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I have the following:

LPSTR email // Has data in it already
LPSTR index=strchr(email,'@');

Now I want to Insert into a new string:

LPSTR username

the part of "email" from the beginning of the string to "index".

For example: email="roel@emailI-ISP.com" so username="roel" .

Is there a function to do it quick or do I need to build one?

Roel

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4  
You've tagged your question with both c and c++ for some reason, which one are you using? –  Matti Virkkunen Jun 5 '10 at 12:24

2 Answers 2

Email addresses as defined by RFC 5321 are a more complex than your code assumes. For example:

"Strange@Name"@example.com

is a valid e-mail address. If your code has security implications then you'll need something more robust.

Assuming otherwise, strrchr can be used to find the last @ character. Since the domain/address part of an email address cannot contain an @, this will reliably find the @ you're after.

Once you have your index, you have several options in C for string splitting.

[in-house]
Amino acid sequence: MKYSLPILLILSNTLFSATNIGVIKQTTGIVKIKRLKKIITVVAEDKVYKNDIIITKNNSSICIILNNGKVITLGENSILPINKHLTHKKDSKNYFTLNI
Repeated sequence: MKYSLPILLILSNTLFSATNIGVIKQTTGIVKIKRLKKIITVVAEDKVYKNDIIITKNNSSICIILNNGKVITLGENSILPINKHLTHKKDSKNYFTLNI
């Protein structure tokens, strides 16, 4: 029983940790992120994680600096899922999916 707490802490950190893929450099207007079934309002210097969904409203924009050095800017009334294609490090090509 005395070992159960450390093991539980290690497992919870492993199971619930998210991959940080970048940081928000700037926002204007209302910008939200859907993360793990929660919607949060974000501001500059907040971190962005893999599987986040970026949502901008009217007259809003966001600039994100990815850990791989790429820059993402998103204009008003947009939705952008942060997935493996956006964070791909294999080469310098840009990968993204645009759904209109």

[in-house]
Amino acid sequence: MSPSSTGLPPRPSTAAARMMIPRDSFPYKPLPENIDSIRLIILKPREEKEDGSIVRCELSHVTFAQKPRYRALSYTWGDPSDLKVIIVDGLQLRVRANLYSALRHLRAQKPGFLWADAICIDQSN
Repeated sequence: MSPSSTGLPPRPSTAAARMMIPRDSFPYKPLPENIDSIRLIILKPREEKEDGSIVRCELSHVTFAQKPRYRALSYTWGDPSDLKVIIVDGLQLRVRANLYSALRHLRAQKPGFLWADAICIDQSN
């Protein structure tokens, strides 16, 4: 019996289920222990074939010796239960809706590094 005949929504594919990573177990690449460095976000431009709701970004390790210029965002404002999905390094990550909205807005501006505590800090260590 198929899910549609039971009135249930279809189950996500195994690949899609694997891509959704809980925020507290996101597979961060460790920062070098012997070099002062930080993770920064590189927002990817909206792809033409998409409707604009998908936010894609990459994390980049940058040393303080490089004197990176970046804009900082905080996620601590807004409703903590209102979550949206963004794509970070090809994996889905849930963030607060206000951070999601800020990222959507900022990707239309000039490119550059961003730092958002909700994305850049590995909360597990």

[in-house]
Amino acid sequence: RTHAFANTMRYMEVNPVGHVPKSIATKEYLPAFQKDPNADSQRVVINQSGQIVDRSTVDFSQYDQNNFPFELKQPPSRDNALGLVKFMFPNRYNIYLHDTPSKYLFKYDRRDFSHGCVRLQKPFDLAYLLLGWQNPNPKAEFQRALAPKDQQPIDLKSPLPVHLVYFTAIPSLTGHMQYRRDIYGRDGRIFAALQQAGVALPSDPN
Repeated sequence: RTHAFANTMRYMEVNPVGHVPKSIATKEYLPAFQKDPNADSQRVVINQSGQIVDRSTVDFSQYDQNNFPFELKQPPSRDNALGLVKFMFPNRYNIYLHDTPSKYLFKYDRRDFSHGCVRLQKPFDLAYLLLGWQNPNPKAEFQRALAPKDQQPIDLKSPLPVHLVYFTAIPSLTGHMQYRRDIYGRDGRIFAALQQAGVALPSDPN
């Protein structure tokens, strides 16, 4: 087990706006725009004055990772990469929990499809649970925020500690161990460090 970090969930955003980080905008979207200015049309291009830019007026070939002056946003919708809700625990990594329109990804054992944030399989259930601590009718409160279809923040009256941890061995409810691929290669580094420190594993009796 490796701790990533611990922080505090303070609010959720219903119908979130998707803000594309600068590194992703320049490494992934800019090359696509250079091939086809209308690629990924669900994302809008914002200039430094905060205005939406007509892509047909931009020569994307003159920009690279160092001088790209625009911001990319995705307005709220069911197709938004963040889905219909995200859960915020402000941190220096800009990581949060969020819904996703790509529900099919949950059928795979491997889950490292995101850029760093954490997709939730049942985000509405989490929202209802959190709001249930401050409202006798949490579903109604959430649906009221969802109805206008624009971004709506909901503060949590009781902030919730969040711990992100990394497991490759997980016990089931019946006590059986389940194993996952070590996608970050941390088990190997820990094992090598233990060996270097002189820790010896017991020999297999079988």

If you own the email string buffer and don't need to keep it intact you can split it without the need for any allocations (just make sure you only free email and not username/domain too):

if (index)
{
  *index = '\0';
  username = email;
  domain = index + 1;
}

Or you could split in the same way but use strdup to allocate new string buffers (remember to call free):

if (index)
{
  *index = '\0';
  username = strdup(email);
  domain = strdup(index + 1);
  *index = '@'; /* if you need to use email in full again */
}

If you can't or don't want to modify the email buffer, you can do something like:

if (index)
{
  ptrdiff_t atOffset = index - email;
  username = calloc(atOffset + 1, sizeof(CHAR));
  strncpy(username, email, atOffset);
}

if you're using C++, you should probably use a string encapsulation class instead of C-style string manipulation.

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size_t indexPos = index - email;
LPSTR username = malloc(indexPos + 1);
memcpy(username, email, indexPos);
username[indexPos] = '\0';

Don't forget to check for index being NULL.

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